“I love it when a plan comes together” are the immortal words of one John “Hannibal” Smith, wiseacre and leader of the fondly remembered 80s action series The A-Team. Those are the words that come to mind when thinking about the overall trajectory of The Light; Urban Chronicles, episode 4 (titled Lam).
The references from the classic 80s show don’t just stop there, as The A-team - and their gang of entertainingly flawed, larger than life heroes - shared wildly differing skillsets that made each absolutely necessary to the team and overall success of each mission. No one character could do it without the other.
As a metaphor for filmmaking crews in general – and more so micro-budgeted guerilla film warfare productions, The A-Team is a pretty tidy fit.
Episode 4 expanded the team ever so slightly from episode 3 by adding two theoretically minor yet absolutely essential roles: an assistant to me, the director/producer, in the form of Angeline Hadman, and a camera (and light) assistant to DOP Dan Read, In the form of camera-knowledge-extraordinaire Dennis Moldovan.
Episode three underlined certain limitations in regards to crew manpower and we were at times stretched pretty thin, with Dan having to be both DP and Gaffer under the confines of an already tight schedule. For episode 4 I, as producer, (the guy with the money) committed to amending these inequities.
The full crew for episode 4 lined up to be Daniel Read – DP; Thomas Young – 1st AD; Angeline Hadman – Head Production Assistant; Dennis Moldovan – Camera Assistant; Niru Sakantha – Sound; Dominic Stinton – Production Assistant and Kezia Lund – Make up. That’s 7 people, total.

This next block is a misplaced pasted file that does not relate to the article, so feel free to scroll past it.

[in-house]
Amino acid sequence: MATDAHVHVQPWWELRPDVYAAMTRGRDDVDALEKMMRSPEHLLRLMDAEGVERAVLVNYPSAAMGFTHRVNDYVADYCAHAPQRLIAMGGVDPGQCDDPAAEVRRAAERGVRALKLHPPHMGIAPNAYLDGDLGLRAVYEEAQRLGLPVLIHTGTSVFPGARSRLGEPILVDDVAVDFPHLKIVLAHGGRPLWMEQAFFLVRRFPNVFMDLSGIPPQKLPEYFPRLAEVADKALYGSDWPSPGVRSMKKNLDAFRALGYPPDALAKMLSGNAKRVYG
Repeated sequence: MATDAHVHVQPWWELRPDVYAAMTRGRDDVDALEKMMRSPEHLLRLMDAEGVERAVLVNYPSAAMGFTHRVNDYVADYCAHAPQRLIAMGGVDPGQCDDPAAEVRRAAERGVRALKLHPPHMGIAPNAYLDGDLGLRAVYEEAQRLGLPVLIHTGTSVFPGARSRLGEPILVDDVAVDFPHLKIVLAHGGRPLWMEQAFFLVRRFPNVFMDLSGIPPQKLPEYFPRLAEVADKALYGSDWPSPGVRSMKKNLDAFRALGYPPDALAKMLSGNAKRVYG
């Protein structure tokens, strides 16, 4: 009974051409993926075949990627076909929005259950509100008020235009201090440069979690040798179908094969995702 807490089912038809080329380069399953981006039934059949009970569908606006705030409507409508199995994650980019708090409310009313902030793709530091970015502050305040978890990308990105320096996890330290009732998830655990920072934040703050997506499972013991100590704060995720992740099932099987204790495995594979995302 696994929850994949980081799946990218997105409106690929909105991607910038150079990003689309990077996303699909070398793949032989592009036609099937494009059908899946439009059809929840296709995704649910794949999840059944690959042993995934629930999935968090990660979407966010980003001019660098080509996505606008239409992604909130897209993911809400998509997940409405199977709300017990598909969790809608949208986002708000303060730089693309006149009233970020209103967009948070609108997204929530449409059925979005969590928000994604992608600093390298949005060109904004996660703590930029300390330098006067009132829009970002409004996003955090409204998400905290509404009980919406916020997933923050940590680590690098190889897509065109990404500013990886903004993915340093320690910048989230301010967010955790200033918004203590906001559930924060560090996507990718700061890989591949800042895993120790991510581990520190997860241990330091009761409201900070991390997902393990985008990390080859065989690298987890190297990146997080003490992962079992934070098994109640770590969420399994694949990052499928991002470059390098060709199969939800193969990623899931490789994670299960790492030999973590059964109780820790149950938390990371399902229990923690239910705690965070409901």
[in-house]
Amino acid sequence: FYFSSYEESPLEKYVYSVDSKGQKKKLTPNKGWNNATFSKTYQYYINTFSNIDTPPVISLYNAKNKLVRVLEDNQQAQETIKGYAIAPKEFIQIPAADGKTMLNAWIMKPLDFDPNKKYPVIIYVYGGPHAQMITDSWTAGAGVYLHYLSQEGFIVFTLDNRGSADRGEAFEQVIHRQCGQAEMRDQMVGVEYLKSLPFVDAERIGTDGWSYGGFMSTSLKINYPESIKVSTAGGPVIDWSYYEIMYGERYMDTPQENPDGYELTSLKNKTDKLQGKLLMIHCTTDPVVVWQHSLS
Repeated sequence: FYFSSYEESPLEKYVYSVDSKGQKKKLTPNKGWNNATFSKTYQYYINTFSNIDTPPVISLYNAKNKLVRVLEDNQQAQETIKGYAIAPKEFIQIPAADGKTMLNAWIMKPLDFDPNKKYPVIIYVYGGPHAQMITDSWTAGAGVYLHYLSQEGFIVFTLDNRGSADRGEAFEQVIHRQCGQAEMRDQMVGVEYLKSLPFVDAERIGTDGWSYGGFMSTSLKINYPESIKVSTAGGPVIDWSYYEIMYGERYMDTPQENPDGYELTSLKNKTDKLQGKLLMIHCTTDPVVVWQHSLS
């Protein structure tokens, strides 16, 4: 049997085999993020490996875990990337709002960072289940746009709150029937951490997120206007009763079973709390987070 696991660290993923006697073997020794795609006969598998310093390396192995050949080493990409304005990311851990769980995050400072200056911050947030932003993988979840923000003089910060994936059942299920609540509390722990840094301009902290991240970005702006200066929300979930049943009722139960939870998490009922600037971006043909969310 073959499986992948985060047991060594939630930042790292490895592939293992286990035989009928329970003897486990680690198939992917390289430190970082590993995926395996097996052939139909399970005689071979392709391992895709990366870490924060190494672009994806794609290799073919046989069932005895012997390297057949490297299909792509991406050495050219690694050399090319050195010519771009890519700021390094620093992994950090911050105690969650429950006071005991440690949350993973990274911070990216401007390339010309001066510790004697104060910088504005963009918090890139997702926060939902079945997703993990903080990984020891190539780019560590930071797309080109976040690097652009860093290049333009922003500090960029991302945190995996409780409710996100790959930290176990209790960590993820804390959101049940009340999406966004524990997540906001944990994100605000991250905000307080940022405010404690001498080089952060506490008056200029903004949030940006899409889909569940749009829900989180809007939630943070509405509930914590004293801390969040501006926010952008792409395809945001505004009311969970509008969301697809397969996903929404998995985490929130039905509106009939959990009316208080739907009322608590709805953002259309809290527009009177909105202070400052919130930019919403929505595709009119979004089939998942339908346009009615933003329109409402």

Like the aforementioned A-Team, each of the 7 proved invaluable, bringing something specific to the table; willing to do whatever needed to be done - doubling up their roles when necessary – in order to aide production and get it over the finish line. When you’ve as little money as these episodes have, there simply isn’t room for additional fat.
The challenges to this particular episode (compared to the other 3) were numerous: find a chicken shop plus actor/extra to play chicken shop worker for a small yet key scene; find a bar plus numerous extras to fill it. Get liability insurance for public venues used. Find the house in which episode protagonist, played by Tony De Gale, presides; a house that effectively reflects said character’s turbulent and chaotic state of mind. And acquire a number of essential props, the most daunting of which being six sugar-glass lager bottles (acquired on foot on the hottest day of the year from Shepperton Studios by Angeline and myself) used in a key ‘fight’ scene in the bar.
When all is said and done the game at play on any shoot is ‘collect the (planned) shots’ in a given, often limited timeframe and - with the variables each location, scene plus talent bring - get shots in the bag. And if you’ve planned well enough - and you’re lucky - add additional shot options without losing time, along the way. This is repeated daily until production end and can feel like an exhilarating yet taxing chase.
You really have to be invested in what each shot and detail brings to the table and hold onto the overall vision of what they can become. This is the ironic power of filmmaking; that something so challenging and sometimes seemingly impossible can have such an overwhelmingly powerful upside.